A disease took away this woman's ability to run—unless she went backward.
San Diego, CA
“I earned the world record for the fastest half marathon run backward.”
“Something is seriously wrong,” I thought to myself. I’d only run about 20 miles in my new shoes, so how was it possible that I’d worn a hole through the sole of the left one? My mind swirled as I tried to make sense of what could be happening. I’d recently run the Boston Marathon and had felt off during the whole race. Then a couple of weeks later, I fell and hit my head during a regular training run. Now I had a hole in my shoe. What was going on?
After the shoe incident, I immediately scheduled time with an orthopedist, beginning a string of appointments in an attempt to find out what was wrong. After cycling through many doctors who couldn’t diagnose what was happening, I saw a neurologist who immediately recognized my symptoms as dystonia. It was later diagnosed as runner’s dystonia—which like Parkinson’s disease is a movement disorder. Since my father, who was once an avid marathoner, suffered from Parkinson’s for most of my life, I was all too familiar with the fact that my running might be over.
I discovered during physical therapy that while running forward may not be an option anymore, I could run backward without my legs failing. And so my journey as a backward runner began.
As a former collegiate athlete, race times have always been at the heart of my training. On a whim, I searched for a back-ward running record and found the female Guinness World Records title for fastest half marathon run backward with a 2:49 time. Half joking and half serious, I told my family I wanted to beat it. They were supportive and even pledged to join my attempt.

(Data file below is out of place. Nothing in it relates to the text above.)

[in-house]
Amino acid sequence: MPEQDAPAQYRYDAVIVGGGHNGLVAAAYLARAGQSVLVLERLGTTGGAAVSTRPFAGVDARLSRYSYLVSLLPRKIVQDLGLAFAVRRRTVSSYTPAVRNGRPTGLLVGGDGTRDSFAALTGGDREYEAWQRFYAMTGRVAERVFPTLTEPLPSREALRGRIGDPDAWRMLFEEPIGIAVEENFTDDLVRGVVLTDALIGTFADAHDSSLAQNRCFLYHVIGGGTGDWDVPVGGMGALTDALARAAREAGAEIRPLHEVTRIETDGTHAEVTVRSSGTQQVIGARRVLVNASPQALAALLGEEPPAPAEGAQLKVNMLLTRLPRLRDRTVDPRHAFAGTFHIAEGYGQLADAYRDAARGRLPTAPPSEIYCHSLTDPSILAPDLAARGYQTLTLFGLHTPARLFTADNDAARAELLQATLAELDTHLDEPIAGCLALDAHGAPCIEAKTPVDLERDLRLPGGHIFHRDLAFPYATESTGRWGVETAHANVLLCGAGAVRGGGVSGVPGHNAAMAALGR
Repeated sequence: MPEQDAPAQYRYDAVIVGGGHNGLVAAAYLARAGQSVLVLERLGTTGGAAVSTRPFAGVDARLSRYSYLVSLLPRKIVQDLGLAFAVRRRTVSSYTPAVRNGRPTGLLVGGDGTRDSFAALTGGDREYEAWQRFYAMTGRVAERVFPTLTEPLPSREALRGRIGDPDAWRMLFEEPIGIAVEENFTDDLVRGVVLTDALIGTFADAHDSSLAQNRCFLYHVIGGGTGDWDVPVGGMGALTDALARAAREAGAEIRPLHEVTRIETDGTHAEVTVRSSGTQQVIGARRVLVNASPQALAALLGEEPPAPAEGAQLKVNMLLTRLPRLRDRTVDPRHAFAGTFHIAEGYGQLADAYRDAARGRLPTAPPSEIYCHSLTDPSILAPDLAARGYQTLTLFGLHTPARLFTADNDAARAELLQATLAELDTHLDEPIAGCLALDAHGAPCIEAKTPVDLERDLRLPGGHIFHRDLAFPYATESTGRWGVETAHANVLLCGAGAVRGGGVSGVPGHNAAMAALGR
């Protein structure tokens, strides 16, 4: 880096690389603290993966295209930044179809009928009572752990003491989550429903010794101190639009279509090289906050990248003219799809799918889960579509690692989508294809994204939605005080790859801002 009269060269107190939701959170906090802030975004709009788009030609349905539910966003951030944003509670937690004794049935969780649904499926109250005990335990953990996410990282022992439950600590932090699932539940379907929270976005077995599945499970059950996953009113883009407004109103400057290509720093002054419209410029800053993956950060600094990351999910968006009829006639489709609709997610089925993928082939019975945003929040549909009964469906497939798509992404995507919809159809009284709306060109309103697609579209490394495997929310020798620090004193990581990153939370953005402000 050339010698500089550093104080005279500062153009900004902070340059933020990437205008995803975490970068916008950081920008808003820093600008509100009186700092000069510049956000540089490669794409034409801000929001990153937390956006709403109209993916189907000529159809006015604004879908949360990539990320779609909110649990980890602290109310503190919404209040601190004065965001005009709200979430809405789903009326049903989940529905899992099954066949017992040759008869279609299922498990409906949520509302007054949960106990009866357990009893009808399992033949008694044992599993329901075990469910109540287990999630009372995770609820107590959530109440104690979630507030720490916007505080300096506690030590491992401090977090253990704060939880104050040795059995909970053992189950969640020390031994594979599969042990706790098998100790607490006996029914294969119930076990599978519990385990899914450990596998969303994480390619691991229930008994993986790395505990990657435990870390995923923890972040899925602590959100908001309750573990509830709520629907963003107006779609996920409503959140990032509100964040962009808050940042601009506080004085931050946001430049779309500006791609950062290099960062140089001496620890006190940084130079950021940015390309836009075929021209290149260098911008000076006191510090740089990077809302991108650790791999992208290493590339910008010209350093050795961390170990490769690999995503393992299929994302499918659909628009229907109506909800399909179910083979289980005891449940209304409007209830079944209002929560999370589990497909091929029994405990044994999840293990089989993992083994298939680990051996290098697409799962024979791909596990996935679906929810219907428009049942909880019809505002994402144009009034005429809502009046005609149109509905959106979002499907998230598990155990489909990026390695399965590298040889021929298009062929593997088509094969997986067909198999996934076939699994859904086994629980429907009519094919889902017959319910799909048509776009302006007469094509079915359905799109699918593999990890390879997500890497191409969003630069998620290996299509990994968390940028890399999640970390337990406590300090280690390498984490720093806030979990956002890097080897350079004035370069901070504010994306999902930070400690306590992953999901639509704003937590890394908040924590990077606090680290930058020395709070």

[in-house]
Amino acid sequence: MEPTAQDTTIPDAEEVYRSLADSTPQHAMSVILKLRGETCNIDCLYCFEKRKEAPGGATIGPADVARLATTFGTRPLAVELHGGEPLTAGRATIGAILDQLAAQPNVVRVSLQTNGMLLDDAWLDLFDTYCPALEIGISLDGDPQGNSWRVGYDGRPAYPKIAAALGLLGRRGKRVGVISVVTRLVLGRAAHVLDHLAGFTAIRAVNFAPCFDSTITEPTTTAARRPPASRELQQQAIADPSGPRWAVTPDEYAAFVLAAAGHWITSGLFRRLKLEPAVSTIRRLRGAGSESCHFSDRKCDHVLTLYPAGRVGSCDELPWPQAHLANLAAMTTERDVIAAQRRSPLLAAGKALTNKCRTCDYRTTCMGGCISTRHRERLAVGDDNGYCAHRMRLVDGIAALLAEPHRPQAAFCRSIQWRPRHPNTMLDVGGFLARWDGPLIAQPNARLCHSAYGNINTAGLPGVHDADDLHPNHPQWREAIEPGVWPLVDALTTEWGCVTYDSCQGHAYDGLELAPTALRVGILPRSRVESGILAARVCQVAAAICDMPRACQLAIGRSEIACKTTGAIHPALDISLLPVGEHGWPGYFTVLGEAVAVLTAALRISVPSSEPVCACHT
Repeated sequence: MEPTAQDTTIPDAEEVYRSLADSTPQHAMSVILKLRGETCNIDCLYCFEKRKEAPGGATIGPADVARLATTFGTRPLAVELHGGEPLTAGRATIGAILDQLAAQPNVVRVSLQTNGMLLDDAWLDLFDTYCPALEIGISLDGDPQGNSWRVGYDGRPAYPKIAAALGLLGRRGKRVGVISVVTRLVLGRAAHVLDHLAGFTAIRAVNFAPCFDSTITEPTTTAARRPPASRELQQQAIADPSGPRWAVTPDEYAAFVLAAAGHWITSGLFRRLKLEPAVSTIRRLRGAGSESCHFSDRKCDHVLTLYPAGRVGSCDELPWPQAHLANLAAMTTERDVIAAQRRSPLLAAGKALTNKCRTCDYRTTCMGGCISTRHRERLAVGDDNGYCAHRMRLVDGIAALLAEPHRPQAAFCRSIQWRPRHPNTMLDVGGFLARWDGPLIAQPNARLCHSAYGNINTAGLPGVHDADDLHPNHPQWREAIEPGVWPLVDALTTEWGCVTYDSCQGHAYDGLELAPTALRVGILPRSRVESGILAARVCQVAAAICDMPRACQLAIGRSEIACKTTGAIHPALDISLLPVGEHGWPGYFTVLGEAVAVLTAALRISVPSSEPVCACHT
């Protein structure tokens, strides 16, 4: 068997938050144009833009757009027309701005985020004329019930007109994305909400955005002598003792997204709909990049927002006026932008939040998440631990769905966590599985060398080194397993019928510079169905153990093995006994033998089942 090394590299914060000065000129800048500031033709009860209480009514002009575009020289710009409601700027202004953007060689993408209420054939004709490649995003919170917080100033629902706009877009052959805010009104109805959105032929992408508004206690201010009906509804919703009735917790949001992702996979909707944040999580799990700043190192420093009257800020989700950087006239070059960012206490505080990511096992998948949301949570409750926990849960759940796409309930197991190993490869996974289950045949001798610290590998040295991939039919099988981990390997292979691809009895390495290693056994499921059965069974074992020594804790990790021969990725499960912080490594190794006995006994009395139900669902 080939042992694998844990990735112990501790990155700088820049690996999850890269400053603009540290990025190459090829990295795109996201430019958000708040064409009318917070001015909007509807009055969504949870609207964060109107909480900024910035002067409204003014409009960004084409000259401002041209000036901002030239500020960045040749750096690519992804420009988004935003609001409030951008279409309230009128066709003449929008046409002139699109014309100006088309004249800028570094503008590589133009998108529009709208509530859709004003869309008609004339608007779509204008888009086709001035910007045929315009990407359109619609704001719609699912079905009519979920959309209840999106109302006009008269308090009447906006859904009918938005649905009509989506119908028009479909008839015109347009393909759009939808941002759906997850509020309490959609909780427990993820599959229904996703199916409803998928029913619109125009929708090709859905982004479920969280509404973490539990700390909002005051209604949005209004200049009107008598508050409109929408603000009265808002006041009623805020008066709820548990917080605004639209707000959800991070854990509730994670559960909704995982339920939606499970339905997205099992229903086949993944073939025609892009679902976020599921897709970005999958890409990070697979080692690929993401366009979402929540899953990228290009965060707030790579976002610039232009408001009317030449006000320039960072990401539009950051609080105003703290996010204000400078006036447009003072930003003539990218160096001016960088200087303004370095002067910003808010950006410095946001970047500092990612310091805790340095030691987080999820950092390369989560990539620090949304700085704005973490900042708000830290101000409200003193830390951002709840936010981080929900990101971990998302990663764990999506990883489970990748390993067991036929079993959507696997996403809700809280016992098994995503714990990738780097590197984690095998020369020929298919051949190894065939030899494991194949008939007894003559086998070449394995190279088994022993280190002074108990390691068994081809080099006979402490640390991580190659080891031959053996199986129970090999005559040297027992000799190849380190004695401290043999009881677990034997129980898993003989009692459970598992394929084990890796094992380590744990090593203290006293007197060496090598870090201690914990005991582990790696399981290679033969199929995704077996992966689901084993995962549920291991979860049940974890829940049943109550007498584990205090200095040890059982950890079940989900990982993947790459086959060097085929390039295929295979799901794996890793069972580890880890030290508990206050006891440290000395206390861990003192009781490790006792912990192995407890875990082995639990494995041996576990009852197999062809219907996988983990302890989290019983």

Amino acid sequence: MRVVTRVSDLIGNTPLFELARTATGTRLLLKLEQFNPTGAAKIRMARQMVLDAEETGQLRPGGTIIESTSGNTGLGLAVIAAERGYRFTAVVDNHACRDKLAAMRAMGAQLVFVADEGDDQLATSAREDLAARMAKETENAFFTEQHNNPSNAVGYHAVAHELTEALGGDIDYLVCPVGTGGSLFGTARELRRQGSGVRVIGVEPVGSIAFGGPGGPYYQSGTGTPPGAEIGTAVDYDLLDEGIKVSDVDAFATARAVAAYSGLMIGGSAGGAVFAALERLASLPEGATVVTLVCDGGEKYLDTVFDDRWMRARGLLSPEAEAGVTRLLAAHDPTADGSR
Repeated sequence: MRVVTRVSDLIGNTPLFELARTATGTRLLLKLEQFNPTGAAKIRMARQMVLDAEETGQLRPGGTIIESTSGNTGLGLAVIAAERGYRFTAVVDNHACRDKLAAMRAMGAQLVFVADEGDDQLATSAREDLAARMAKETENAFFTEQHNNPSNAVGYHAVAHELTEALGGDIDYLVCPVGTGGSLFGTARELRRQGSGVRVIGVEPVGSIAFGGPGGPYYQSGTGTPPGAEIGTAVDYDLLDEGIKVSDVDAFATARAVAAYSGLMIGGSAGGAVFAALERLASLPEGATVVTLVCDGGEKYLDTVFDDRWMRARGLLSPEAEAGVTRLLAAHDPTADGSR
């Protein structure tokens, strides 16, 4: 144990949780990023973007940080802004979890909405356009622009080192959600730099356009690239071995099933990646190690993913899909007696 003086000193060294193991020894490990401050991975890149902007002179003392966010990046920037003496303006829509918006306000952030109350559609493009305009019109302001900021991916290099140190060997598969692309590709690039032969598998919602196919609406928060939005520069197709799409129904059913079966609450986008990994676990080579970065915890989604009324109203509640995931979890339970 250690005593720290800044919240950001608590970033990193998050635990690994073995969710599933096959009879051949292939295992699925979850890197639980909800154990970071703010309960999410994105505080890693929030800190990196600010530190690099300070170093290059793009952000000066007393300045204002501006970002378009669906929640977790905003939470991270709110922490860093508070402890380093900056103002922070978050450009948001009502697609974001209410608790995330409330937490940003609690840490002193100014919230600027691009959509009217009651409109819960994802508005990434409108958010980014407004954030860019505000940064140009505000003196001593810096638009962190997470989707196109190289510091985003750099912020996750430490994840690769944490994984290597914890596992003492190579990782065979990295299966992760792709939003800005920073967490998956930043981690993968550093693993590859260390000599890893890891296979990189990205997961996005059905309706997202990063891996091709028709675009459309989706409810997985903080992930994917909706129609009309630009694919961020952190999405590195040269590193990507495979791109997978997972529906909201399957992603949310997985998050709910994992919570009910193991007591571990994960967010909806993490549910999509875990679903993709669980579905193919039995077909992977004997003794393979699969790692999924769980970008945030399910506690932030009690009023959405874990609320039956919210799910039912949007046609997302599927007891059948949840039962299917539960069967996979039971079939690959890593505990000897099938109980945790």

I lined up at the start line of the 2015 Rock ‘n’ Roll San Diego Half Marathon this past spring, with my nerves swirling. My brother, sister, boyfriend and two unrelated witnesses stood by my side as we waited for the start gun to sound the beginning of the race.
Knowing that I could not turn forward at any time without jeopardizing the record, I relied on my team to alert other runners and to warn me of any road hazards. Water stops presented one of the biggest challenges as people often slow abruptly. At mile 3, I took the first of two falls. I recovered quickly and continued the race, enjoying the opportunity to meet fellow athletes while striking up conversations along the way.
By the 10th mile I was mentally exhausted. I worried about the possibility of not being able to carry out the mission. I took my second fall during that mile and struggled to get my head in the race. I kept pushing though and eventually entered the finish chute with the confidence that the world record would be mine. I crossed the line with a time of 2:46.
While I had finished many races before, I had a newfound appreciation for the experience. Where I once feared my life was forever changed because of my diagnosis, I now felt grateful that I found a way to continue running.
Learning to run backward taught me that anything truly is possible. It would have been easy to make excuses and give up running completely after my diagnosis. But instead I fought for the ability to continue to run. Life doesn’t always go the way we plan—it’s how we handle our challenges that makes all the difference.